3 Ways that Estrogen can affect your mental health
Estrogen and progesterone are the major sex hormones in women. Estrogen is responsible for the development of women’s reproductive system and physical attributes. The hormone is also produced in men, but in smaller amounts. It is responsible for the development of a girl into a woman.
During puberty, estrogen promotes the growth of breasts, pubic and underarm hair and offsets the menstrual cycle. The right amount of estrogen in the body plays a critical role in a woman’s body. Therefore, an imbalance in either excesses or lows can impair your health. Here are the three ways estrogen can affect your mental health:
Top 3 Ways Estrogen Hormone Can Affect Your Emotions
1. Mood Swings
Estrogen can affect your mood swings. It can increase beta-endorphins, acetylcholine and serotonin levels in your body. The neurotransmitters are associated with positive moods and good-feeling states. They promote the development of new brain synapses, leading to increased brain-derived growth factor and 5 HT2a receptors.
The hormone also decreases monoamine oxidase (MAO) enzyme levels to increase or maintain high dopamine, serotonin and norepinephrine levels. Studies have linked low estrogen levels to panic attacks. Women may experience anxiety, depression and mood swings as they approach menopause due to low estrogen levels in their bodies.
Depression during menopause can be addressed through hormonal balancing instead of using antidepressant medications.
2. Premenstrual Symptom (PMS) and Premenstrual Dysphoric Disorder
Many women experience unpleasant symptoms prior to their menstrual periods. Premenstrual symptom is when the symptoms are so severe that they interfere with your quality of life. They occur just before your menses days and subside after your period.
PMS doesn’t occur any other time except when your menses are due and cause you personal problems in your relationships, at work or school. They also occur when nothing else is to blame for the occurrence of the symptoms.
Swelling of legs and arms, bloating and tenderness of your breasts are the physical symptoms of PMS. Depression, feeling emotional, irritability, anger, anxiety and withdrawing socially are other symptoms of PMS.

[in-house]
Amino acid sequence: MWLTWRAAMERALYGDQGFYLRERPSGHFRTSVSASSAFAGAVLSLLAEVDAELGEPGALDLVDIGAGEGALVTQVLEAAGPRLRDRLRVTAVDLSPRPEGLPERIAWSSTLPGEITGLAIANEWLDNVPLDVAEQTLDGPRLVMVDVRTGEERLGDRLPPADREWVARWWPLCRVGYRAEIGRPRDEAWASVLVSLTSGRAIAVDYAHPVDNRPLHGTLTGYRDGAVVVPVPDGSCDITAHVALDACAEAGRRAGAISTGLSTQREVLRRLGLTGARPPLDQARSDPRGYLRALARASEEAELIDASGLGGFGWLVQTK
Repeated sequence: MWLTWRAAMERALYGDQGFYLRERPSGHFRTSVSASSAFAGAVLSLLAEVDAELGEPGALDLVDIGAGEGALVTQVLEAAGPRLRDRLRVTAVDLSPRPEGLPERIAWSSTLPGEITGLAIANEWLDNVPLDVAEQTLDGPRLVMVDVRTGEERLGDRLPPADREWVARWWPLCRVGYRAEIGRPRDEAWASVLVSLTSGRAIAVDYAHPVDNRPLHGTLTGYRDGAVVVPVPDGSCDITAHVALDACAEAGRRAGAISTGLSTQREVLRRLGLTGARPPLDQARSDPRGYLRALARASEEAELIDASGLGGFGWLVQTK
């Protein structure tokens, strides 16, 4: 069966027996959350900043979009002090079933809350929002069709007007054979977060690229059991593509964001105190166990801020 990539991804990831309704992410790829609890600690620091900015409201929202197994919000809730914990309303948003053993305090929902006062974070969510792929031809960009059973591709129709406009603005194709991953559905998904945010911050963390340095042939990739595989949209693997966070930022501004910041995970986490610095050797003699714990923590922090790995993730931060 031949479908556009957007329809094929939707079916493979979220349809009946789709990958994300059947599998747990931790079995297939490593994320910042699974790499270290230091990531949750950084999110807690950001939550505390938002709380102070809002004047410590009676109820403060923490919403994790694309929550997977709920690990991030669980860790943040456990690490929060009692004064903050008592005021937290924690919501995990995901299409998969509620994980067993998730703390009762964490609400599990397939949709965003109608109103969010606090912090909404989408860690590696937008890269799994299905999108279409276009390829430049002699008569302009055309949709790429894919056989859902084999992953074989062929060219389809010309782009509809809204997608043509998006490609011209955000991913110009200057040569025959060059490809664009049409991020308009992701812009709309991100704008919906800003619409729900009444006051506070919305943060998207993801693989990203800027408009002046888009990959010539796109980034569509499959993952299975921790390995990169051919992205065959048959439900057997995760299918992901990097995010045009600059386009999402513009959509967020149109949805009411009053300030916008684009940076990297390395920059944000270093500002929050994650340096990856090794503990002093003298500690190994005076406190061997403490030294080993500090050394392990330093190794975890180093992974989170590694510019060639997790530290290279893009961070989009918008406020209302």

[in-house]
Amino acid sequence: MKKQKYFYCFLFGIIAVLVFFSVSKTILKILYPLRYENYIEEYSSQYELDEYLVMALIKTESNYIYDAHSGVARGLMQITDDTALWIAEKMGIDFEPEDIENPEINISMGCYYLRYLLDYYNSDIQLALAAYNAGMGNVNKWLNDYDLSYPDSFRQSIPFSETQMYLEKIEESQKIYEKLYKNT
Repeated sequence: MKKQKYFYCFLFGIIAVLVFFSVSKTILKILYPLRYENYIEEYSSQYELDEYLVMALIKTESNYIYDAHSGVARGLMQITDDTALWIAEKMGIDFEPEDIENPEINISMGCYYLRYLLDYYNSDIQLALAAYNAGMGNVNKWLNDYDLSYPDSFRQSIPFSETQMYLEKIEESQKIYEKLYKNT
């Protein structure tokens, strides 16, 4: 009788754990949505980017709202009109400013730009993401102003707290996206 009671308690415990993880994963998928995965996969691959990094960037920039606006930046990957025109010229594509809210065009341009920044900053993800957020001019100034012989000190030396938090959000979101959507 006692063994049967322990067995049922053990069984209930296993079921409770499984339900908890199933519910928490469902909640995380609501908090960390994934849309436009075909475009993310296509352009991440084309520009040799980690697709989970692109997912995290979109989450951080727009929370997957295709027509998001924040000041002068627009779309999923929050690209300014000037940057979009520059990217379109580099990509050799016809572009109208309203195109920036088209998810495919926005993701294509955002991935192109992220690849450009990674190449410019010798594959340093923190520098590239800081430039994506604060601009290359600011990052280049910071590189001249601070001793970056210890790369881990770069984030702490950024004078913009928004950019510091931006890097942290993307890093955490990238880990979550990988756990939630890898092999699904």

Premenstrual dysphoric disorder is typical of negative mood symptoms before your menses. It’s a severe form of PMS with mood symptoms more severe than physical symptoms. PDD affects 3% to 9% of women and can impair your daily life. Although estrogen is believed to be responsible for the mood disturbances, its exact role is still unknown.
Since estrogen levels in women with PMS and PDD are normal, it could be the way the hormone communicates with the brain or the normal fluctuation of the hormone during menstruation that causes the symptoms.
Depression is another effect of estrogen deficiencies on mental health in women. Estrogen levels drop after delivery and it could be the cause of postpartum depression among new mothers within the first six months after childbirth. Therapy and antidepressants can help treat postpartum depression.
Estrogen levels during perimenopause are unpredictable and erratic, leading to depression in about 10% of women undergoing the change. Transdermal estrogen patches can help balance hormone levels to help ease depression.
After menopause, estrogen levels drop significantly, leading to depression. Taking placebo and hormonal replacement therapy don’t seem to ease menopausal depression as women in a large trial experienced similar mental health. The levels of depression in women drop after menopause to a level similar to that of men.
Contact us to find out more on how estrogen deficiency can affect your health and what you can do about it.